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Sleep Habits and Biological Clocks Determined in Children: Cognitive Fluctuations and Intelligence

Sandra Figueiredo1,2, Odete Nunes1,2, João Hipólito1, and Cátia Tomás3
1.Department of Psychology, Universidade Autónoma Luís de Camões (UAL), Lisbon, Portugal
2.Center for Psychology Research (CIP), Universidade Autónoma Luís de Camões (UAL), Lisbon, Portugal
3.Universidade Autónoma Luís de Camões (UAL), Lisbon, Portugal

Abstract—This study presents evidence of the chronotype’ significant influence for the cognitive performance of children aged between 7 and eleven years old, specifically for the attention skills. Two groups of children were identified regarding their chronotypes: morning, intermediate and eveningn types. The impact of chronotype or diurnal preference was examined concerning the performance in attention subtest of Wechsler Intelligence Scale for Children (WISC). The subtest was administered in two periods of the day – morning and afternoon - during two weeks. The students answered to the same subtest with one-week interval. The statistical analysis for the chronotype identification (through questionnaire) and for the attention test (WISC) followed the procedures and the score calculation of the original version of the instruments. By using the SPSS, version 24, were carried out comparison statistical tests to confirm performance differences. The different biological preferences of children impacted the attention fluctuation in a significant manner (p< .05) considering the different hours of tests realization which confirmed that biological clocks are determining and affecting the synchrony effect: the optimal performance according to specific periods of the day. These specific periods are determined biologically and with differences among individuals. Even determined biologically, the chronotype shows variation during lifespan. The results of this study highlight the crucial reflexion for the biological studies on the diurnal preferences and their impact in life of human being. Specifically related to Psychology area in order to understand the effect of biological rhythms in the development of young children and the schedules of the assessment settings where they are assigned.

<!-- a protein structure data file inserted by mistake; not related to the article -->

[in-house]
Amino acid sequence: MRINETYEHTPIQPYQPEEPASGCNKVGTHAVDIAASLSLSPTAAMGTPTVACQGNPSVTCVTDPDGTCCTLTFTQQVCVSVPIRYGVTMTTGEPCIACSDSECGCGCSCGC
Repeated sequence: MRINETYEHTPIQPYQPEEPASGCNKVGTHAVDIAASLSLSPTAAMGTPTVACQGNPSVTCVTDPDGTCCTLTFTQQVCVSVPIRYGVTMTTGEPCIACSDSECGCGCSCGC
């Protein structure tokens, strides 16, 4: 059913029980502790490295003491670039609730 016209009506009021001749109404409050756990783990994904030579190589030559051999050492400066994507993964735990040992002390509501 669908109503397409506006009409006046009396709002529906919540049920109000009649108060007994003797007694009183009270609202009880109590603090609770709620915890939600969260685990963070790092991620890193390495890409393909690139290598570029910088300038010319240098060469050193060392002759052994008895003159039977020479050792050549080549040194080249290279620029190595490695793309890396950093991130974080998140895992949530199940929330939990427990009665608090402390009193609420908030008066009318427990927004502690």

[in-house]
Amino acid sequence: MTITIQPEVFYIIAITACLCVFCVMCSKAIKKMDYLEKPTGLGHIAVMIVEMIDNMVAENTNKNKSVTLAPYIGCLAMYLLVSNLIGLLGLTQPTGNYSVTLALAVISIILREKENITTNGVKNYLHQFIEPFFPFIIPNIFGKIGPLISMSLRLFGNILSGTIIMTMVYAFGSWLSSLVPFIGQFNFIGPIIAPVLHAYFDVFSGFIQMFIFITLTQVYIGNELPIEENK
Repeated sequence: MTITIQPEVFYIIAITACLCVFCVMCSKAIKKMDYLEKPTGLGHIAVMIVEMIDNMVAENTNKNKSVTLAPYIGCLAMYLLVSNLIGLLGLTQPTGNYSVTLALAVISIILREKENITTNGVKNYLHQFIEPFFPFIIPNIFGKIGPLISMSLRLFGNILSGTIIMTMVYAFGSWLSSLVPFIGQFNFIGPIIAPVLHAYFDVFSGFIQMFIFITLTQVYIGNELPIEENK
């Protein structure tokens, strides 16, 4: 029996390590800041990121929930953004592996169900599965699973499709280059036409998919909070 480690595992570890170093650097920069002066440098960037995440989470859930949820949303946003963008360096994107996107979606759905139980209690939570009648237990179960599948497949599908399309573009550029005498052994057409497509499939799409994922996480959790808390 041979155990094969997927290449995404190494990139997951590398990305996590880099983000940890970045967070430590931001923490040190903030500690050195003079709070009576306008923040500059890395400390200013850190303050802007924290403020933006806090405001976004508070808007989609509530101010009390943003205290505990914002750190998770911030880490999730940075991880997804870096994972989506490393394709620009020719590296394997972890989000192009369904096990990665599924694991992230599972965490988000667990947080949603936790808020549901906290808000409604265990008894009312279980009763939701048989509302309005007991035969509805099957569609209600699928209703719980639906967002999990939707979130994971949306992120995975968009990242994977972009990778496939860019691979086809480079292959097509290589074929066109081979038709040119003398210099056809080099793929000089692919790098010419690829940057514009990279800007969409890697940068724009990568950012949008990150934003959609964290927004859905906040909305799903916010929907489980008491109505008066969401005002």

Index Terms—biological rhythms, school children, sleep patterns, cognitive performance, daytime preference

Cite:Sandra Figueiredo, Odete Nunes, João Hipólito, and Cátia Tomás, "Sleep Habits and Biological Clocks Determined in Children: Cognitive Fluctuations and Intelligence," International Journal of Pharma Medicine and Biological Sciences, Vol. 8, No. 3, pp. 114-117, July 2019. doi: 10.18178/ijpmbs.8.3.114-117

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